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'Moral Character' Has No Place in Marijuana Licensing

One Michigan senator is pushing to remove the clause via legislation.

This story originally appeared on Benzinga

Senator Jeff Irwin (D) presented a new bill last week that aims to align licensing protocols for Michigan’s medical and adult-use programs by removing a “moral character” clause from the medical cannabis licensing policy. 

If the bill, which is assigned to the Senate Judiciary and Public Safety Committee, becomes law, marijuana regulators in Michigan could no longer refuse to issue a medical cannabis license to someone based on “moral character and reputation” or previous cannabis convictions. 

“It would seem to be especially important in the cannabis space that we open the door to the legal cannabis industry to folks who are very experienced in the illicit cannabis space,” Irwin said, adding it would be unreasonable to assume illegal cannabis sales would simply end.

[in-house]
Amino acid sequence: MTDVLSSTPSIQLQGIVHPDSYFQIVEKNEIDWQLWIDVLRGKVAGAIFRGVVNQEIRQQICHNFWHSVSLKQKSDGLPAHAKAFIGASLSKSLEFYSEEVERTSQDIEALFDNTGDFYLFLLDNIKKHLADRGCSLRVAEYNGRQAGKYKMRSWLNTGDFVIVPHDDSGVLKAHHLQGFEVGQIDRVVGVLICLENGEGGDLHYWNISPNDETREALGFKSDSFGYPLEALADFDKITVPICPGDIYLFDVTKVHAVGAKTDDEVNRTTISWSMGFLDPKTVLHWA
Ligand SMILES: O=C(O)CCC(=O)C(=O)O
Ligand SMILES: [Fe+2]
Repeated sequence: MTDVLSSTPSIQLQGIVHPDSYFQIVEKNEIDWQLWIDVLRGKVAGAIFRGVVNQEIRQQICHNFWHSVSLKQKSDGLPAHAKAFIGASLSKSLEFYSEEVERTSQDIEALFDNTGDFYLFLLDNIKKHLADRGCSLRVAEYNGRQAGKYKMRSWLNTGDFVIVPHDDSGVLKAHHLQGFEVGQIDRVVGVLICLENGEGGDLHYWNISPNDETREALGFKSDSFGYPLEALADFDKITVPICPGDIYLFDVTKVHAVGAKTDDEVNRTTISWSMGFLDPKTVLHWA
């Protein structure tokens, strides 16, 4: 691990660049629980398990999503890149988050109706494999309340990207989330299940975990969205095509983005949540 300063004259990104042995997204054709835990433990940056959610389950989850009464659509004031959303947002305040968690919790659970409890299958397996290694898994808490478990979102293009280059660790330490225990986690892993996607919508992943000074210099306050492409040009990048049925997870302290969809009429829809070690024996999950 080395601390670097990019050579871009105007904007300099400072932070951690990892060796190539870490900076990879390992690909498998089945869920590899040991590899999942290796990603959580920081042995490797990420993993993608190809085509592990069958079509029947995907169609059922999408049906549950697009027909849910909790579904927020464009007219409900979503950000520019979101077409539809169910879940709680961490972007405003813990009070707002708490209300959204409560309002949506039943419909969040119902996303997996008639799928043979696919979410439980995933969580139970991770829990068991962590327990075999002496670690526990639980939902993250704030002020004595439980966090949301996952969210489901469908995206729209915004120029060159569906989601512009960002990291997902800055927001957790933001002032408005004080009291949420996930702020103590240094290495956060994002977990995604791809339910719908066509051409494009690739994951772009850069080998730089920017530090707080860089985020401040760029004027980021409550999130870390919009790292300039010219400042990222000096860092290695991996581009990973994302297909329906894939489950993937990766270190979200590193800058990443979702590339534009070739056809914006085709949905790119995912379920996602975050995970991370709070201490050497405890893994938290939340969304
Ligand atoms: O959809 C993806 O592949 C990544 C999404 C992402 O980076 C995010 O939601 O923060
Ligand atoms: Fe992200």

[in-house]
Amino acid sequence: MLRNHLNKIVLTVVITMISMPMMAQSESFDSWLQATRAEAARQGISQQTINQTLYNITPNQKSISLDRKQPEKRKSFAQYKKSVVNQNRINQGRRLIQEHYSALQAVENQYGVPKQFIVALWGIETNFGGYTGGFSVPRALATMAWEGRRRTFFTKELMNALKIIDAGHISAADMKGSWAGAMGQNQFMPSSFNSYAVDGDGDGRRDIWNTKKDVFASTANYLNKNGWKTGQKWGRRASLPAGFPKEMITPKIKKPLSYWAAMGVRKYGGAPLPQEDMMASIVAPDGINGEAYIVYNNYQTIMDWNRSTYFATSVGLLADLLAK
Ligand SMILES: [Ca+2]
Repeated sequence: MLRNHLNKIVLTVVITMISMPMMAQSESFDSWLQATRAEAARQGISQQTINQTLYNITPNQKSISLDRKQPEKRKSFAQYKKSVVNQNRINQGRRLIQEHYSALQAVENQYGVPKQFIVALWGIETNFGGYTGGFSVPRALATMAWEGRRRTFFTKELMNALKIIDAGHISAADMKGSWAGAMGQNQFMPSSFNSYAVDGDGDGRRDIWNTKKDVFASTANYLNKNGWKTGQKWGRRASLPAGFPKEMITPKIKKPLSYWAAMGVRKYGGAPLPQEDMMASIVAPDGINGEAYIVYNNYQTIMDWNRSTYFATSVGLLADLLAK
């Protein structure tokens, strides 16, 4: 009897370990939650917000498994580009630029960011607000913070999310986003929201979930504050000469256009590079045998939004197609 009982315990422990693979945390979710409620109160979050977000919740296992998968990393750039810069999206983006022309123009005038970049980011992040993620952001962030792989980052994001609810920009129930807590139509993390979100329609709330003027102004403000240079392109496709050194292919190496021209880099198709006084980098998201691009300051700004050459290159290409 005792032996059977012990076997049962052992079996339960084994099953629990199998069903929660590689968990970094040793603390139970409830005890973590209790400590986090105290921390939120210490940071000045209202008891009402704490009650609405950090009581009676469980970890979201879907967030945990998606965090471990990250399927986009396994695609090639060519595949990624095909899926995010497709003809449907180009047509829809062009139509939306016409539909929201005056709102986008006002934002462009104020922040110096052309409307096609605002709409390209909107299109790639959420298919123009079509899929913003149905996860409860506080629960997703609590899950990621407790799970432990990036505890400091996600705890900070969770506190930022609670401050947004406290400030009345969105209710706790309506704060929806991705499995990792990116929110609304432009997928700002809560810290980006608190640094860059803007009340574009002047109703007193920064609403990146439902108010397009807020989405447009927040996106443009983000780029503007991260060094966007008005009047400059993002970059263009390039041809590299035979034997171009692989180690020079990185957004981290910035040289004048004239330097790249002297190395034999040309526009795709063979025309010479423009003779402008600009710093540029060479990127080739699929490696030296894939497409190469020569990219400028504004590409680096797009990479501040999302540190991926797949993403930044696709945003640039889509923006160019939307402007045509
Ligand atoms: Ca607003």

“I don’t think we want to exclude anyone who’s ever participated in the marijuana industry before it was legal from participating now that it is legal because that’s going to make it even harder for us to build the legal space and diminish the illicit space," Irwin noted.

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Moral character clause invites inequality and corruption 

One of the most important problems with the “moral clause” is its existence in the medical cannabis program but not in the recreational.

Irwin told Marijuana Moment in a phone interview on Monday that the subjective nature of the moral character clause “invites unequal application of the law, it invites favoritism, it invites corruption.”

To build a successful legal market “we need to keep the taxes low,” Irwin continued. “We need to keep the barriers to entry low. We need to welcome people who might have a marijuana conviction on their record into the licensed space. That’s all part of being successful as a state in making sure the majority of transactions are taking place in a safe and regulated legal space.”

Michigan cannabis sales hit a record $171 million in July, which in return brought more than $23 million in tax revenue funding the Great Lake roads, schools and counties. 

The bill is co-sponsored by Senators Sean McCann, Stephanie Chang and Sylvia Santana, all Democrats, but according to Irwin, the bill should ultimately garner GOP support. 

Last week, Irwin separately introduced the legislation to legalize the possession and cultivation of certain psychedelics.